So, first, here’s the good shit that happened in 2018 – the highlights:
Varuna: I undertook a writing residency at Varuna, the National Writers’ House, in the Blue Mountains in NSW – which, as I wrote at the time, I will never forget.
Sydney: Bf and I went there for the 1st time & celebrated our 10 year anniversary.
Alanis Morissette: Saw her live for the first time; fanboyish blog post here.
Acting: I acted in a play called “The Second Woman” as part of Perth International Arts Festival – an awesome experience that reminded me how much I love acting.
Wedding Plans: We set a date for our wedding in 2019 and starting planning.
Griffith Review: My novella POSTER BOY was announced as one of five winners of the 2018 Novella Project, was published in Griffith Review and launched in Perth
Festival: I attended my first writers festival – the ASSF 2018 – as a guest author.
Hungerford Award: My novel INVISIBLE BOYS was shortlisted for, and then won, the 2018 City of Fremantle T.A.G. Hungerford Award.
It’s a bit staggering to see the weight of all these things lined up in a row, especially since there’s loads of things I missed off this list. No wonder 2018 felt so hectic all the time!
And there was stuff beyond the highlights that kept me busy. I don’t like to dwell too long on the bad shit – but at the same time, I want to acknowledge it. Reeling off a year’s worth of achievements is misleading and incomplete if I don’t also put in the context. It paints a picture that everything in 2018 was sunshine and blowjobs and the truth is there were big downs that came with the ups.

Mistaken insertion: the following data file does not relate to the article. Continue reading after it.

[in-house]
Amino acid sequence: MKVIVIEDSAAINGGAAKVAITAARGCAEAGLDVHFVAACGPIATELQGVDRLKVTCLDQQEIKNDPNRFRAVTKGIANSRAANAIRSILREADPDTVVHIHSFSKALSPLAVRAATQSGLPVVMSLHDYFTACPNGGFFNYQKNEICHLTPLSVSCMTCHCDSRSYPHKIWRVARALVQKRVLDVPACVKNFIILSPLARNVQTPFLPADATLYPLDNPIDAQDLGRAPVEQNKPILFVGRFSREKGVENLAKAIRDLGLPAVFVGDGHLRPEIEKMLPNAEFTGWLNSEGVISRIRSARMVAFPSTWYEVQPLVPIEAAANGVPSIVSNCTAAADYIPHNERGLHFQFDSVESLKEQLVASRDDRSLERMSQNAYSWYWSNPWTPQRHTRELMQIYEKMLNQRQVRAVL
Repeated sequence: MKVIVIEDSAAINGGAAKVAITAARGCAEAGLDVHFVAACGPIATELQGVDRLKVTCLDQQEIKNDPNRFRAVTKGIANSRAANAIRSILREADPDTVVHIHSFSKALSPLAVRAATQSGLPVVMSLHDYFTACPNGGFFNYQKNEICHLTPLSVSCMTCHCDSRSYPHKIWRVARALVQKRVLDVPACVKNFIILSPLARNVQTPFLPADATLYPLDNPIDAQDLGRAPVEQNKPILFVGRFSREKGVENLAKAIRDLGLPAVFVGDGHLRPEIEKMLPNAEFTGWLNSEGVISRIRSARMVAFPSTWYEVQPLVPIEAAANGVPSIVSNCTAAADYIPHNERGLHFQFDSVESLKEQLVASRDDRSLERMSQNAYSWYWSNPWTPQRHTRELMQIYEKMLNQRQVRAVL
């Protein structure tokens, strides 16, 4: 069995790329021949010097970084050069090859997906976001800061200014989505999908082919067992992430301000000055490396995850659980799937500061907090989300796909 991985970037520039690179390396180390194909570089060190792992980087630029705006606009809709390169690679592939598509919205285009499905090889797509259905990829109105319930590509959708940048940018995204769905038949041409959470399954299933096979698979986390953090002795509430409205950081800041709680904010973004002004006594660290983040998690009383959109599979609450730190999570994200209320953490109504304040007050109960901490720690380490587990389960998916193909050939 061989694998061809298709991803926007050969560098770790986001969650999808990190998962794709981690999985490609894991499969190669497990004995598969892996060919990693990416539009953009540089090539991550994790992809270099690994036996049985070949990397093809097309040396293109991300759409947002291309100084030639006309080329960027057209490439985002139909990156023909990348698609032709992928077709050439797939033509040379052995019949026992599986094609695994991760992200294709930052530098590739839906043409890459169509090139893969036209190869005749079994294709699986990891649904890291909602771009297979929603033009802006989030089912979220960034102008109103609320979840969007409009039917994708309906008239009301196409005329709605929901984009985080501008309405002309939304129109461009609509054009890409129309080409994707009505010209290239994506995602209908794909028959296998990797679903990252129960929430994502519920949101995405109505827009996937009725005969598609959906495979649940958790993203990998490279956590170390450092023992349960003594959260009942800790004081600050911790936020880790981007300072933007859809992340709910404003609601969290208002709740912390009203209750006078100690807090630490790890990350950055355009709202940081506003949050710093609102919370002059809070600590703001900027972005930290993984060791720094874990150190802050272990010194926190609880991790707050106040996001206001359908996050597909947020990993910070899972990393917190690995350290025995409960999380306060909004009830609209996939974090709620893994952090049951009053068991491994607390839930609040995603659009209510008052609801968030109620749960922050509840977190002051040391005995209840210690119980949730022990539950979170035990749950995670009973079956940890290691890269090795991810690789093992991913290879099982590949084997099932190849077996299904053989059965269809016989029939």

Despite being an amazing breakout year, 2018 was also really tough. I struggled to make ends meet and worked too many jobs, most of them casual or contract-based, so there was no job security or certainty and I was constantly stressed about money. I struggled to fit everything in. I felt burnt out a lot of the time and rarely made any time for myself. I got lots of rejections for my writing. I didn’t finish my next novel, which I had aimed to do by September. I had interpersonal ups and downs, plus some family relationships fell to pieces, which hurt a lot. My mental health had its usual ups and downs – I had anxiety and panic attacks, plus the bog-standard self-loathing that seems to accompany me everywhere, plus a couple of drinking relapses, and of course the constant self-doubt that every writer has (and I am learning that publication and awards do little to tune these doubts out!).
But I never get to the end of a year feeling defeated. Exhausted, yes, but defeated, never. 2019 represents a chance for lots more good shit to happen. Bad shit will happen, too, but I’ll roll with what comes. The good shit will make it worthwhile.
And it’s hard to feel defeated when a lifelong dream is coming true. After years of hard work, my first novel is about to be published in October 2019. The year ahead is going to be incredibly exciting, and probably more hectic than 2018 was. But it’s the kind of busy that will be fulfilling and thrilling all the way through, so I’m pumped to get stuck into the year ahead.